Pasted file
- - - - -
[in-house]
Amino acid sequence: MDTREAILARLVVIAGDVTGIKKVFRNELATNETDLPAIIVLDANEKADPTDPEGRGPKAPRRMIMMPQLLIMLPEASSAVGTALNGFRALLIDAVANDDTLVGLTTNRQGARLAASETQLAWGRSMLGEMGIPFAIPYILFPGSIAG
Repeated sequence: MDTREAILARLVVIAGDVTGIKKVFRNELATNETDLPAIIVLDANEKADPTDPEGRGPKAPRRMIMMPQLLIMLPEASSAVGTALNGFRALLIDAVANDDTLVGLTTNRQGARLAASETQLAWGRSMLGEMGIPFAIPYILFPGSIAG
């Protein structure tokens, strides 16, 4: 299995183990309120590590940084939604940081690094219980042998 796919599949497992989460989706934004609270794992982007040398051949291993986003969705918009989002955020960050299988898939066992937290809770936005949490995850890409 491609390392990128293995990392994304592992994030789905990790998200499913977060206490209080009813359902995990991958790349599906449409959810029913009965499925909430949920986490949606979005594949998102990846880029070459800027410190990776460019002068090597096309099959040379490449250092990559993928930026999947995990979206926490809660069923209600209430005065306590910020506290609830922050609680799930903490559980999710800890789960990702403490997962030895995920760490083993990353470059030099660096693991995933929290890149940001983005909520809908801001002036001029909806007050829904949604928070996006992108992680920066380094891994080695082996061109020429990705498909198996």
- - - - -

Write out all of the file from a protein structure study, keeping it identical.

[in-house]
Amino acid sequence: MDTREAILARLVVIAGDVTGIKKVFRNELATNETDLPAIIVLDANEKADPTDPEGRGPKAPRRMIMMPQLLIMLPEASSAVGTALNGFRALLIDAVANDDTLVGLTTNRQGARLAASETQLAWGRSMLGEMGIPFAIPYILFPGSIAG
Repeated sequence: MDTREAILARLVVIAGDVTGIKKVFRNELATNETDLPAIIVLDANEKADPTDPEGRGPKAPRRMIMMPQLLIMLPEASSAVGTALNGFRALLIDAVANDDTLVGLTTNRQGARLAASETQLAWGRSMLGEMGIPFAIPYILFPGSIAG
């Protein structure tokens, strides 16, 4: 299995183990309120590590940084939604940081690094219980042998 796919599949497992989460989706934004609270794992982007040398051949291993986003969705918009989002955020960050299988898939066992937290809770936005949490995850890409 491609390392990128293995990392994304592992994030789905990790998200499913977060206490209080009813359902995990991958790349599906449409959810029913009965499925909430949920986490949606979005594949998102990846880029070459800027410190990776460019002068090597096309099959040379490449250092990559993928930026999947995990979206926490809660069923209600209430005065306590910020506290609830922050609680799930903490559980999710800890789960990702403490997962030895995920760490083993990353470059030099660096693991995933929290890149940001983005909520809908801001002036001029909806007050829904949604928070996006992108992680920066380094891994080695082996061109020429990705498909198996």